• United States
by Steve Taylor and Larry Hettick

Selling IP Centrex

Apr 16, 20032 mins

* Service providers need to sell IP Centrex better

IP Centrex faces the same challenge that managed services for traditional data face: a combination of mistrust on the part of the end user and lack of sales ability on the part of the service provider.

As Joanie Wexler and Steve have been discussing in the Network World WAN newsletter for the past couple of weeks, managed services have historically had a hard time making a significant impact on the data side of the house. However, in spite of these limitations, the services actually make a lot of sense for many enterprises.

The reasons for this lack of impact are multifaceted, but many of them come down to the simple fact that most enterprises are accustomed to providing their own services, because the requisite services were not available from the service providers. Consequently, after at least a couple of decades, a BYOB (Be Your Own Bell) attitude now pervades this marketplace. And the service providers have not helped this situation.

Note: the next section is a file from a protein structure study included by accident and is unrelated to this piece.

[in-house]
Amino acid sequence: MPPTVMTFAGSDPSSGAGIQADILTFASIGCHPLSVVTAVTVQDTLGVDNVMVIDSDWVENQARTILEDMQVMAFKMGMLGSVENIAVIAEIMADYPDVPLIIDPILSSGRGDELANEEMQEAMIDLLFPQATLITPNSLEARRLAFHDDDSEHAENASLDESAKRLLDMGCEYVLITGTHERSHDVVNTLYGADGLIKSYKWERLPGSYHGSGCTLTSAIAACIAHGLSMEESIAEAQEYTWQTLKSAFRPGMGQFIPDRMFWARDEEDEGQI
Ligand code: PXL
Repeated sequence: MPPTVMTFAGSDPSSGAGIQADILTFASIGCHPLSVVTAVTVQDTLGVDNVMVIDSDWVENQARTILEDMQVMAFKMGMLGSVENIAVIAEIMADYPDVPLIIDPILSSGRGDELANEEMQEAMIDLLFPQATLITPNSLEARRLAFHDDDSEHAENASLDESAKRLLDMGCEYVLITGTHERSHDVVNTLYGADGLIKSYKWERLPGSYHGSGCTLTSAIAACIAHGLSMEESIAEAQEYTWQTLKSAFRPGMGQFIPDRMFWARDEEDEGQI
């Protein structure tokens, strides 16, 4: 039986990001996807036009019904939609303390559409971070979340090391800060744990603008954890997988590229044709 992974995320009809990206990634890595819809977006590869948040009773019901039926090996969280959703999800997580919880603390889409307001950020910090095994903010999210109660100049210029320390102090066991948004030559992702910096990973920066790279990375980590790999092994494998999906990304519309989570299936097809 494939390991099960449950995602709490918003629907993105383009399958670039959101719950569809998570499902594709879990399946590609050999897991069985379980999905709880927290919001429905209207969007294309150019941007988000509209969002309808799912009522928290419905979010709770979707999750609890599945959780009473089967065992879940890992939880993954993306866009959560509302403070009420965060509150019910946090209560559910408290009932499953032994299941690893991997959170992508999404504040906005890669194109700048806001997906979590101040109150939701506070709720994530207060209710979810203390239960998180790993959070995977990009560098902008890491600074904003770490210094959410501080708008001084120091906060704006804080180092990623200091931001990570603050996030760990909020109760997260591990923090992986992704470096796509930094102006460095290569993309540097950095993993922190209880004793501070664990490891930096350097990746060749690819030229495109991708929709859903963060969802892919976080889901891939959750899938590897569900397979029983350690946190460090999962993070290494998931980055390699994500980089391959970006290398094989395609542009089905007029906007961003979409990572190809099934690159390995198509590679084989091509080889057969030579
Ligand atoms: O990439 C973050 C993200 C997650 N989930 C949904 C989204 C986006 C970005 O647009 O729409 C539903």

On the one hand, service providers now offer excellent services for both data and voice. IP Centrex is just one of these options. But the service providers still have not been overwhelmingly successful at selling the services. And this comes down to the sales force.

For IP Centrex to have a significant impact, the service providers will have to break the mold and show the same aggressive attitude that has dominated both the data communications and PBX industries over the years. Rather than hiding behind the “we’re safe because we’re The Phone Company” attitude, both the technical and business benefits of the services must be articulated clearly.

Admittedly, this is a tall order. But if IP Centrex services are not a success, the service providers have nobody to blame but themselves.